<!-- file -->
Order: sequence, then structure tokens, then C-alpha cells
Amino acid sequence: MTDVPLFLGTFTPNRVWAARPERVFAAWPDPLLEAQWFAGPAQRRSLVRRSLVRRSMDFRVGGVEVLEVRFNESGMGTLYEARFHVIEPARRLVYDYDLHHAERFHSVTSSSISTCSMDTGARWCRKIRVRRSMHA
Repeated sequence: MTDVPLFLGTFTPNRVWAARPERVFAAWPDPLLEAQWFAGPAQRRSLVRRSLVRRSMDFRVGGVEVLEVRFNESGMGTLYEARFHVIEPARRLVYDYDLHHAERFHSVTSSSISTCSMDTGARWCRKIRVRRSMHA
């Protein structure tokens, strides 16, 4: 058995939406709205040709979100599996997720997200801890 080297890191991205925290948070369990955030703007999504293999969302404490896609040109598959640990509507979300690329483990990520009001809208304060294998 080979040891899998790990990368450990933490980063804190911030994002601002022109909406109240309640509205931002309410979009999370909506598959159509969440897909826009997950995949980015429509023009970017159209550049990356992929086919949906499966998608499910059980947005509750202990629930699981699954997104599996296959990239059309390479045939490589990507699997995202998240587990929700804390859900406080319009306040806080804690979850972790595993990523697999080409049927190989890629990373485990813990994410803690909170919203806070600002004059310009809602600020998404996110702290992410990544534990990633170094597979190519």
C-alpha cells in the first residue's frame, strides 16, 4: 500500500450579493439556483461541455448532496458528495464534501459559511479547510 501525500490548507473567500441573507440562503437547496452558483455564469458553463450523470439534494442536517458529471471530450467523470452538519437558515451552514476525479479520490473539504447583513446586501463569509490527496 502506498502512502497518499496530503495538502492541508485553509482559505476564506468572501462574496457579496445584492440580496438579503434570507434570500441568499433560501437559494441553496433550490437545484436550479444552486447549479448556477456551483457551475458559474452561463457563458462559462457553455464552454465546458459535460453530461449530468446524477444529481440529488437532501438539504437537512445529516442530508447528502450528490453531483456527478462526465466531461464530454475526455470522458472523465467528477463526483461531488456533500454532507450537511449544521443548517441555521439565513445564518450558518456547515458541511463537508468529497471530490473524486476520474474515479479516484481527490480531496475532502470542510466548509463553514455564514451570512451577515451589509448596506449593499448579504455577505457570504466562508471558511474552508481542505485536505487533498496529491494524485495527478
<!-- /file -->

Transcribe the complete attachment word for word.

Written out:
Order: sequence, then structure tokens, then C-alpha cells
Amino acid sequence: MTDVPLFLGTFTPNRVWAARPERVFAAWPDPLLEAQWFAGPAQRRSLVRRSLVRRSMDFRVGGVEVLEVRFNESGMGTLYEARFHVIEPARRLVYDYDLHHAERFHSVTSSSISTCSMDTGARWCRKIRVRRSMHA
Repeated sequence: MTDVPLFLGTFTPNRVWAARPERVFAAWPDPLLEAQWFAGPAQRRSLVRRSLVRRSMDFRVGGVEVLEVRFNESGMGTLYEARFHVIEPARRLVYDYDLHHAERFHSVTSSSISTCSMDTGARWCRKIRVRRSMHA
């Protein structure tokens, strides 16, 4: 058995939406709205040709979100599996997720997200801890 080297890191991205925290948070369990955030703007999504293999969302404490896609040109598959640990509507979300690329483990990520009001809208304060294998 080979040891899998790990990368450990933490980063804190911030994002601002022109909406109240309640509205931002309410979009999370909506598959159509969440897909826009997950995949980015429509023009970017159209550049990356992929086919949906499966998608499910059980947005509750202990629930699981699954997104599996296959990239059309390479045939490589990507699997995202998240587990929700804390859900406080319009306040806080804690979850972790595993990523697999080409049927190989890629990373485990813990994410803690909170919203806070600002004059310009809602600020998404996110702290992410990544534990990633170094597979190519």
C-alpha cells in the first residue's frame, strides 16, 4: 500500500450579493439556483461541455448532496458528495464534501459559511479547510 501525500490548507473567500441573507440562503437547496452558483455564469458553463450523470439534494442536517458529471471530450467523470452538519437558515451552514476525479479520490473539504447583513446586501463569509490527496 502506498502512502497518499496530503495538502492541508485553509482559505476564506468572501462574496457579496445584492440580496438579503434570507434570500441568499433560501437559494441553496433550490437545484436550479444552486447549479448556477456551483457551475458559474452561463457563458462559462457553455464552454465546458459535460453530461449530468446524477444529481440529488437532501438539504437537512445529516442530508447528502450528490453531483456527478462526465466531461464530454475526455470522458472523465467528477463526483461531488456533500454532507450537511449544521443548517441555521439565513445564518450558518456547515458541511463537508468529497471530490473524486476520474474515479479516484481527490480531496475532502470542510466548509463553514455564514451570512451577515451589509448596506449593499448579504455577505457570504466562508471558511474552508481542505485536505487533498496529491494524485495527478